A national workforce council is behind a local program to give veterans and older workers realistic shots at employment.
Imee Clark lost her administrative job of 10 years in 2009 after Atlanta-based Delta Air Lines acquired Northwest Airlines. The veteran worker has applied for countless jobs and earned several software certifications only to be told by prospective employers that she lacks sufficient experience.
Thomas Hill, a 20-year Air Force veteran, worked in catering and took a job at the Veterans Hospital in 2009. He lost it in 2011 after his department lost some funding.
Nardal Stroud lost a job at the predecessor of Comcast cable and a part-time position at North High. She continues to volunteer about 10 hours a week as she seeks work.
These three 50-somethings embody the face of the long-term unemployed who have exhausted unemployment benefits as they sought work over the past several years. They added training and credentials. They have cut into savings and struggled financially. They volunteer because they’re good citizens and it’s an antidote to despair.
Minneapolis last week became the sixth U.S. city where the WorkPlace, a workforce council, and local partners launched the organization’s “Platform to Employment” program aimed at giving veterans and older workers extra help to find a permanent job.
“I have ups and downs,” said Clark, a mother of two whose husband lost his job and had to move to another state for full-time work. “I decided to go into IT and got my ‘mini-master’s’ from the University of St. Thomas in IT and business analysis. And I’m Microsoft-certified [on various software]. I’ve applied for jobs and been told there were 50 other applications. I have applied [online] for up to 10 jobs a day. I had the [new] certifications but no experience. That was the stopping point.”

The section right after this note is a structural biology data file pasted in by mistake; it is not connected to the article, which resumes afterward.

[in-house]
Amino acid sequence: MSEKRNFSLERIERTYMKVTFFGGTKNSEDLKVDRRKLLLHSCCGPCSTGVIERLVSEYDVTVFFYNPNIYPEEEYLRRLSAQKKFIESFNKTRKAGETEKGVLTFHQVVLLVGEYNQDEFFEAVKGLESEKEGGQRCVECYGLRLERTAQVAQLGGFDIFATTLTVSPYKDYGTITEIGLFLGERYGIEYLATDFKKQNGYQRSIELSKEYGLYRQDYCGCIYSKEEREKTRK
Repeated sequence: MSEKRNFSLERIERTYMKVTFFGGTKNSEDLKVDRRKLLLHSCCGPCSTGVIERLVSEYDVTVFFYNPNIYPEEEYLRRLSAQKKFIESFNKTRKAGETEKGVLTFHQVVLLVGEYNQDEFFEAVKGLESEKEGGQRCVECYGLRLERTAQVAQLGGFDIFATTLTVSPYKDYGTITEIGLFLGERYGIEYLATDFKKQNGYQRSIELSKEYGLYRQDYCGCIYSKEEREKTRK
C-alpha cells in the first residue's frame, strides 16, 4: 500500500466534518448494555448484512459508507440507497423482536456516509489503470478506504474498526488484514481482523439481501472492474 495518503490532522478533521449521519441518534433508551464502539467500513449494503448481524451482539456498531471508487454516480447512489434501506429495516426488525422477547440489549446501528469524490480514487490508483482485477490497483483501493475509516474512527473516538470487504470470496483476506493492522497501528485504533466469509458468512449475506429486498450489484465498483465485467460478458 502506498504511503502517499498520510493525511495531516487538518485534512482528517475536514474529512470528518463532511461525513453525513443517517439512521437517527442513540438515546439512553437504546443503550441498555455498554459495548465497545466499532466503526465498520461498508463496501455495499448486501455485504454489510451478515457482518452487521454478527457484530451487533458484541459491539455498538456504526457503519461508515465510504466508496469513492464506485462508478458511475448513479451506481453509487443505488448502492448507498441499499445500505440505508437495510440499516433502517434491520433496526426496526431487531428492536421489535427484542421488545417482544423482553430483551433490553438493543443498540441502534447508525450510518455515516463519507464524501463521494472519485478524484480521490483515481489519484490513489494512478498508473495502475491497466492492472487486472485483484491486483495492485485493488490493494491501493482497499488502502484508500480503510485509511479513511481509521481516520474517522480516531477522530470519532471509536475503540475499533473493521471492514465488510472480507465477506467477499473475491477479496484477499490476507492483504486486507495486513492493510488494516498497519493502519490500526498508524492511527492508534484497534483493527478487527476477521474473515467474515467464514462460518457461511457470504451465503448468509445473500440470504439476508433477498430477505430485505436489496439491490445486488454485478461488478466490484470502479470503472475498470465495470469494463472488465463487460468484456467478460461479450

Minnesota employers added 12,200 positions in August, finally recapturing all the jobs lost during the 2008-09 Great Recession. The state’s official unemployment rate dropped last month to 5.1 percent, below the national average of 7.3 percent. Yet thousands of Minnesotans still seek work.
It can be particularly difficult for older workers such as Clark, Hill and Stroud, long-term unemployed who have insufficient retirement savings to call it a career and are too young for Social Security.
Employers have added sales much faster than jobs during the recovery, said Joe Carbone, CEO of the WorkPlace, a Connecticut-based workforce council. He attributes it to technology, a leaner, more productive workforce and part-time and temporary workers through the fast-growing likes of Kelly Services, which is now America’s second-largest employer behind Wal-Mart.
“The recession seized opportunity from a great many American workers,” said Carbone. “By the end of 2012, more than 6 million people had exhausted their unemployment insurance benefits. Six years ago, this population didn’t exist. Long-term unemployment becomes a barrier. The 50-plus class was more protected during the 1981-82 recession. Experience meant something. There’s been a shift in values.”
‘Get you ready to compete’
Clark, Hill and Stroud and 22 other long-term unemployed Minneapolis residents are now in a five-week training program that includes skill assessment, career coaching, emotional support and counseling. The employer hook is that the program subsidizes wages during an eight-week, “risk-free” internship that has proved successful elsewhere. The goal is to get participants permanent jobs that pay from $25,000 to $75,000 a year.
The national initiative is funded with more than $1 million from private and public sources, including the foundations of AARP, Citigroup and Wal-Mart. It focuses on those out of work for more than six months, who tend to be older and constitute a third of the unemployed.
“Our job is to get you ready to compete,” Carbone said.
Minneapolis Community Planning and Economic Development and the Minnesota Department of Employment and Economic Development are partners on the Minneapolis initiative. According to program sponsors, the Platform to Employment program, started successfully in southwestern Connecticut, is being rolled out in Chicago, Cincinnati, Dallas, Denver, Newark, Detroit and elsewhere.
So far, 80 percent of participants are placed in work-experience programs and 90 percent move on to full-time employment.
Hill and Stroud said they had grown frustrated applying for jobs online or losing out to younger hires.
“I’m hopeful about this,” said Hill, who returned to school in 2011 to be trained as a medical receptionist. “With online applications, there’s only a 4 or 5 percent chance [you’ll be interviewed]. I’d rather network with people. That’s how you get a job. I know how to get to work on time and do the job.”